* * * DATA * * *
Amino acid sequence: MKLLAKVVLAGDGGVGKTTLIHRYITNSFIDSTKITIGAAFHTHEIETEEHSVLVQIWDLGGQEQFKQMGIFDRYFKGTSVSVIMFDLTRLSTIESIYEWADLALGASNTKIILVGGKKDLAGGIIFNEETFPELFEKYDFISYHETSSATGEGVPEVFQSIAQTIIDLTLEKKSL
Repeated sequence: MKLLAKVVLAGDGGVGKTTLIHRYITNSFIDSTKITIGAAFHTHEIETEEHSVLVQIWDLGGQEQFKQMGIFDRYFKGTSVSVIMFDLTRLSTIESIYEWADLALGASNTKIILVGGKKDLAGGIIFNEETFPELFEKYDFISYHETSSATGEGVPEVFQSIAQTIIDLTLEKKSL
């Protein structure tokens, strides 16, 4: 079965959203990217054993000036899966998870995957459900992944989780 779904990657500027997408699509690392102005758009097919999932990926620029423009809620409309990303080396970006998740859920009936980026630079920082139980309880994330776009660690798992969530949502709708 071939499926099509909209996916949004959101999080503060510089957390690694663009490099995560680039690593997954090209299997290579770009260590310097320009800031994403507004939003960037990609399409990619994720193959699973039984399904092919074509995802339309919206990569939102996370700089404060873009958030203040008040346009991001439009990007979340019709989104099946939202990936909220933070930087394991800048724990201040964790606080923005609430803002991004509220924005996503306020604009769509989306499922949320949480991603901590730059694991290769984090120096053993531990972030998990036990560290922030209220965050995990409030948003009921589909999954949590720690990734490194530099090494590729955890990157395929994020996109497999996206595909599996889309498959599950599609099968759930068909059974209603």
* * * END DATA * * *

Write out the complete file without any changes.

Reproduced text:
Amino acid sequence: MKLLAKVVLAGDGGVGKTTLIHRYITNSFIDSTKITIGAAFHTHEIETEEHSVLVQIWDLGGQEQFKQMGIFDRYFKGTSVSVIMFDLTRLSTIESIYEWADLALGASNTKIILVGGKKDLAGGIIFNEETFPELFEKYDFISYHETSSATGEGVPEVFQSIAQTIIDLTLEKKSL
Repeated sequence: MKLLAKVVLAGDGGVGKTTLIHRYITNSFIDSTKITIGAAFHTHEIETEEHSVLVQIWDLGGQEQFKQMGIFDRYFKGTSVSVIMFDLTRLSTIESIYEWADLALGASNTKIILVGGKKDLAGGIIFNEETFPELFEKYDFISYHETSSATGEGVPEVFQSIAQTIIDLTLEKKSL
């Protein structure tokens, strides 16, 4: 079965959203990217054993000036899966998870995957459900992944989780 779904990657500027997408699509690392102005758009097919999932990926620029423009809620409309990303080396970006998740859920009936980026630079920082139980309880994330776009660690798992969530949502709708 071939499926099509909209996916949004959101999080503060510089957390690694663009490099995560680039690593997954090209299997290579770009260590310097320009800031994403507004939003960037990609399409990619994720193959699973039984399904092919074509995802339309919206990569939102996370700089404060873009958030203040008040346009991001439009990007979340019709989104099946939202990936909220933070930087394991800048724990201040964790606080923005609430803002991004509220924005996503306020604009769509989306499922949320949480991603901590730059694991290769984090120096053993531990972030998990036990560290922030209220965050995990409030948003009921589909999954949590720690990734490194530099090494590729955890990157395929994020996109497999996206595909599996889309498959599950599609099968759930068909059974209603």